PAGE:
What story, film, or novel has left an indelible impact on you as a writer?
Like every other filmmaker of my generation, Star Wars absolutely changed my life, and Indiana Jones.
Dungeons & Dragons opened the way for me to write things that weren’t narratives. I started creating fantasy settings when I was about ten years old.
I’ve spent so much time creating worlds and adventures for my players. This is like the honing steel I constantly sharpen myself on. Whenever I’m between projects I’m like, 'Oh! The elves in this world need a revamp!' And I can dig into exactly zero-pressure writing that’s just for me. Currently, I think the website that holds my fantasy world is around 200 pages.
However, I think the movie that had the most effect on me finally giving myself permission to become a filmmaker was Chasing Amy. As a queer writer, I really related and the love story was so much fun and the unhappy ending made me feel so deeply. My first screenplay was a straight-up comedy. It was funny but it wasn’t good. After Chasing Amy I realized I could dig deep down into my soul and try to relate my old wounds on screen and they didn’t have to be happy, they didn’t have to end neatly in a little bow. I could really make people feel and that was magic for me.
The next script I wrote was the one that launched my career.
Who or what inspired you to become a writer?
I was absolutely enchanted by words from the time someone started reading them to me. In 3rd grade the teacher gave us a writing prompt, “Pat was walking down the road when [they] heard something walking behind [them.] [They] turned around and saw...”
We were supposed to write a sentence to a paragraph finishing this thought. My mom had to call the teacher and ask for more time because I was on chapter 6. I remember Pat was killed and it turned into a detective story with an old detective and a young detective and the old detective sacrifices himself at the end so the young detective could live. Oh, the killer was the bunny from Monty Python and the Holy Grail.
The first teacher to honestly encourage me to write was my high school English teacher, Mrs. Hewett. They’d cut all the creative writing classes from our school and teachers weren’t supposed to give out creative writing assignments but she kept me after class and would slip me writing prompts under the table. Help me with them. No grades. No extra credit, she just fed my love of writing and helped me get better at it. I will always be grateful to her for that.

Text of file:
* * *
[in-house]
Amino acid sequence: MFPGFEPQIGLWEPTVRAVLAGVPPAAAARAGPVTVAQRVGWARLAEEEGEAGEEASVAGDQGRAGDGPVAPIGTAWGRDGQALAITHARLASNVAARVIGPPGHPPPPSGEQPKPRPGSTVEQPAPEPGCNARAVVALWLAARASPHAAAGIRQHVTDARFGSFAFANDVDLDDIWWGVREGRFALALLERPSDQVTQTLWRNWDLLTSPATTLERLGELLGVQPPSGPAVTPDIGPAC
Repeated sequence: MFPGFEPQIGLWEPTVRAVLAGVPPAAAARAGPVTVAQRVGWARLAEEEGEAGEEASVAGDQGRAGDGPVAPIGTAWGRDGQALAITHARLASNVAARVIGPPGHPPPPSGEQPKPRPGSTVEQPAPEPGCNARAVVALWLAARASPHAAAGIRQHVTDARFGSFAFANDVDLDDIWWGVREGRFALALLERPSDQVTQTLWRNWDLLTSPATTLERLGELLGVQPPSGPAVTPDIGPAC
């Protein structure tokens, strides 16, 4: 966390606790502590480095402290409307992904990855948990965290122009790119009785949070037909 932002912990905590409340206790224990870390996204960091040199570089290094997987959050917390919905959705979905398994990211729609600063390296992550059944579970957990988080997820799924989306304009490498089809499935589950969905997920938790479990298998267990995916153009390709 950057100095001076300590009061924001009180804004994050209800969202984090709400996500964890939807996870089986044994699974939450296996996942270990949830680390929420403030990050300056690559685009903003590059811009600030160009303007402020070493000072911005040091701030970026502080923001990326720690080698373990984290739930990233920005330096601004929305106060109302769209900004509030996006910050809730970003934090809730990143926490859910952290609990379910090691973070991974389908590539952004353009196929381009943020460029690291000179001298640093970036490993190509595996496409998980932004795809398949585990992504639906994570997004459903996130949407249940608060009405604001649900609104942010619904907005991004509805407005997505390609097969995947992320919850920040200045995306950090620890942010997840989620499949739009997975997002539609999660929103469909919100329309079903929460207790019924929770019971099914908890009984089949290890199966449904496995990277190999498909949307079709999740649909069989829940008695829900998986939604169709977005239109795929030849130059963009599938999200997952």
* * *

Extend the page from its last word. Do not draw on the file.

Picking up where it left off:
What current show or movie do you wish you were in the writer's room?
The Boys! I’m very irreverent - I made a bit of a performing career out of it - and when I saw the pilot of this show I knew six minutes in, it’s where I wanted to be! Murder Mike is the perfect sample, if I could just get it to them!
Oh, and if James Gunn wasn’t so brilliantly crafting Peacemaker on his own, that’d be right up my alley, too! I love making people explode!
What keeps you motivated as a writer?
What would you consider your "brand" as a writer?
Irreverent stories about loneliness and hope. I’m not cynical and I think at my age I’m pretty sure I will never be. Anyone who’s been in a room with me can tell you, I always have a positive attitude. I, personally, have come back from some pretty dark times and I love writing stories about people on the desperate edge who realize they’re worthy of something better and are able to work their way out of that hole and even make the world a better place!
What would you like your legacy as a writer to be?
My biggest dream would be to have a beloved sci-fi series that people didn’t just think was cool but connected to the characters and really felt seen by them. As I told you once a long time ago, a lot of my friends have never seen themselves on screen and I’d like to change that. But also I’d like to cosplay at Comic-Con as one of my own characters.
What's up next for you?
At the moment, taking editing work to make ends meet while looking for new management. My short-term goal is to get a manager who can get me meetings with showrunners. I’ve been meeting some on my own, too, which is great! They even like my writing, but I need to actually get put up for jobs.
Visit Jon Enge's website to keep up to date with his projects.